The team, working under Professors Seokwoo Jeon and Jihun Oh in the Department of Materials Science and Engineering, has produced a three-dimensional (3D) hierarchical nanostructured catalyst that can effectively reduce the use of gold (Au) by overcoming the limitations of mass transfer during CO2 electrochemical reduction. These results are expected to solve the problem of mass transfer in the field of similar electrochemical reactions and to be applied to a wide range of green energy applications for efficient utilization of electrocatalysts.
With increasing gaseous CO2 emissions and depletion of fossil fuel, research on electrochemical conversion of CO2 into useful chemical compounds has been in the spotlight. The development of a nanostructured catalyst that can improve selectivity to desired chemical compounds and maximize the number of active sites has been intensively studied. However, previously reported complex nanostructures are easily blocked with gaseous CO bubbles during robust electrolysis. The produced CO bubbles hinder mass transfer of the reactants through the electrolyte, causing low conversion rates.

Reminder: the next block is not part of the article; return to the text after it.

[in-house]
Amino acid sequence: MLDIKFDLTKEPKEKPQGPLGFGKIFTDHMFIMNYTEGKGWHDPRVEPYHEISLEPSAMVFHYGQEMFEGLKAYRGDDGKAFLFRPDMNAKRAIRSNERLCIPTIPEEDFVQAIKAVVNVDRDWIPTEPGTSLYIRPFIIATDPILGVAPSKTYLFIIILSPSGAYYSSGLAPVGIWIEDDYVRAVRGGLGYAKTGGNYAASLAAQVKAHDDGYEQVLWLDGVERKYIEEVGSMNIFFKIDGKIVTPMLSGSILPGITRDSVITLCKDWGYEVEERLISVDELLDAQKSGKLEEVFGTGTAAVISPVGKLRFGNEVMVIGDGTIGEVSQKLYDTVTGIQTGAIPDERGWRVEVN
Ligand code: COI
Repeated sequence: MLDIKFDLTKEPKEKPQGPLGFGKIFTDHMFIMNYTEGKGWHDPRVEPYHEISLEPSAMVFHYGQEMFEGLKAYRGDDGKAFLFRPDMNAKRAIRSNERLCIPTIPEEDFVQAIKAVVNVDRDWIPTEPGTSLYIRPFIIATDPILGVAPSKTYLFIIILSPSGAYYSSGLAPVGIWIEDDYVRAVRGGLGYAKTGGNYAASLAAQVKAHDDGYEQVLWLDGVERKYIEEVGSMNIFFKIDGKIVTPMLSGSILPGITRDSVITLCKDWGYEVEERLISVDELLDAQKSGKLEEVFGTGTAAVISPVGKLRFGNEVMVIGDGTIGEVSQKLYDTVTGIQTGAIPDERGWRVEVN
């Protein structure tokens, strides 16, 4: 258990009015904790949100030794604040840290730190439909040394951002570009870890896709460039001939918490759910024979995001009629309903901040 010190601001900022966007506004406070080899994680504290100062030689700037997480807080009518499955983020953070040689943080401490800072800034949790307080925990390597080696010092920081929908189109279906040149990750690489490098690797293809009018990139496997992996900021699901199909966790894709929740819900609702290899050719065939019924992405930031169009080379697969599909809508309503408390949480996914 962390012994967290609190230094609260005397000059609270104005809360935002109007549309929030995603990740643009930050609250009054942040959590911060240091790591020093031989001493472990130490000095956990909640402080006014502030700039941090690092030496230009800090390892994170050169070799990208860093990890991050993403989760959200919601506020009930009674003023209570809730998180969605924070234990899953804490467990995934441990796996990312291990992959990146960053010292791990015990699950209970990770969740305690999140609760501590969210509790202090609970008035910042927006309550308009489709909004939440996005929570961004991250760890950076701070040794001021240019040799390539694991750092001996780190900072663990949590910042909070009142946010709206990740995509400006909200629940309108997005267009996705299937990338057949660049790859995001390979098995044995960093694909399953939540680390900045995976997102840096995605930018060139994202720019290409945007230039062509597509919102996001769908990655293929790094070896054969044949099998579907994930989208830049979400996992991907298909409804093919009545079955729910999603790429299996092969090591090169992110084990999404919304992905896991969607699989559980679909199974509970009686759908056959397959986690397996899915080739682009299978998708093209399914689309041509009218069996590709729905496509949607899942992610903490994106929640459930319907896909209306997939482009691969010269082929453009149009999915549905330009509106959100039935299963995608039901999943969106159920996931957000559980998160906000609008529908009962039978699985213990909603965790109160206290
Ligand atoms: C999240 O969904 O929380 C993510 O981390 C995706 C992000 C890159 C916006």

Using proximity-field nanopatterning (PnP), which is effective for fabricating 3D well-ordered nanostructures, and electroplating techniques, the research team successfully fabricated a hierarchically porous gold nanostructure comprising interconnected macroporous channels (200-300 nm) and numerous nanopores (~10 nm). The novel hierarchically porous gold nanostructures show a high conversion rate by inducing efficient mass transfer through the macroporous channels, and high selectivity by producing highly active sites from nanopores, resulting in a high CO selectivity of 85.8 % at a low overpotential of 0.264 V and efficient conversion rate per Au mass that is at maximum 3.96 times higher than that of de-alloyed nanoporous gold electrode.
This work was published online on 4 March 2020 in the journal of the Proceedings of the National Academy of Sciences of the USA (PNAS, Impact Factor: 9.58).